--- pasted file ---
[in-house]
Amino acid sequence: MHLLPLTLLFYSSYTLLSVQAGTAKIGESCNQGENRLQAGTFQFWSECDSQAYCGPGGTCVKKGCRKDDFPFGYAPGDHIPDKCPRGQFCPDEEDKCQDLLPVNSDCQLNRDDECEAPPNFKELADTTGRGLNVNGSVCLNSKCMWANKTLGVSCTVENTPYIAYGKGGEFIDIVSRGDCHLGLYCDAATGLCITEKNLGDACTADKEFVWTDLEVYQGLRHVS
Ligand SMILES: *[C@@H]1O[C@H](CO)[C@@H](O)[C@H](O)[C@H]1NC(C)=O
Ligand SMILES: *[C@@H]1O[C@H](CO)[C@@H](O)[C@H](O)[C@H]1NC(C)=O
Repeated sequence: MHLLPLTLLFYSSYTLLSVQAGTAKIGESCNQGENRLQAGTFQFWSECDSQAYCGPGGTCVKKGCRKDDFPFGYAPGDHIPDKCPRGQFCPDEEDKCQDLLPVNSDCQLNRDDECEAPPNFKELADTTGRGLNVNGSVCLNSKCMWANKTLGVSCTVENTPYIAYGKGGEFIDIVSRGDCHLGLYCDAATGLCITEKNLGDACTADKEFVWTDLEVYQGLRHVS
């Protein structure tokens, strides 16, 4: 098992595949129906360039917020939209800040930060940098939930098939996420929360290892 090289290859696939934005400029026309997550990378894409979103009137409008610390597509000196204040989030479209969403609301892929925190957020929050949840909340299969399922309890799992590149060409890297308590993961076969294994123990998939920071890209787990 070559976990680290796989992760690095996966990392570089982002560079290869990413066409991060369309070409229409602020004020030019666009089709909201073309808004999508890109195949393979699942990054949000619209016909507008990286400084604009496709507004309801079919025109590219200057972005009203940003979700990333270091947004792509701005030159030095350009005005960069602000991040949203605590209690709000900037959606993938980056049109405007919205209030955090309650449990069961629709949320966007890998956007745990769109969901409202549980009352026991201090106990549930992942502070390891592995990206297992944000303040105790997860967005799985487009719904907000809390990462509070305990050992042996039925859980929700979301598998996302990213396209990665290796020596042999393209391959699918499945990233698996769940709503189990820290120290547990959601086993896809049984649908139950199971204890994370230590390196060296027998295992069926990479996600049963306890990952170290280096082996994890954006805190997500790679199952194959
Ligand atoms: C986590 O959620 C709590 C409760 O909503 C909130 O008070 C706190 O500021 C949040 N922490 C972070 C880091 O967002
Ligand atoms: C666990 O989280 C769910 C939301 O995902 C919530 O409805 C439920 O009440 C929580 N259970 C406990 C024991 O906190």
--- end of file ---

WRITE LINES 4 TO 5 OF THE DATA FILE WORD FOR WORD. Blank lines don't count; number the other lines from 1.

Ligand SMILES: *[C@@H]1O[C@H](CO)[C@@H](O)[C@H](O)[C@H]1NC(C)=O
Repeated sequence: MHLLPLTLLFYSSYTLLSVQAGTAKIGESCNQGENRLQAGTFQFWSECDSQAYCGPGGTCVKKGCRKDDFPFGYAPGDHIPDKCPRGQFCPDEEDKCQDLLPVNSDCQLNRDDECEAPPNFKELADTTGRGLNVNGSVCLNSKCMWANKTLGVSCTVENTPYIAYGKGGEFIDIVSRGDCHLGLYCDAATGLCITEKNLGDACTADKEFVWTDLEVYQGLRHVS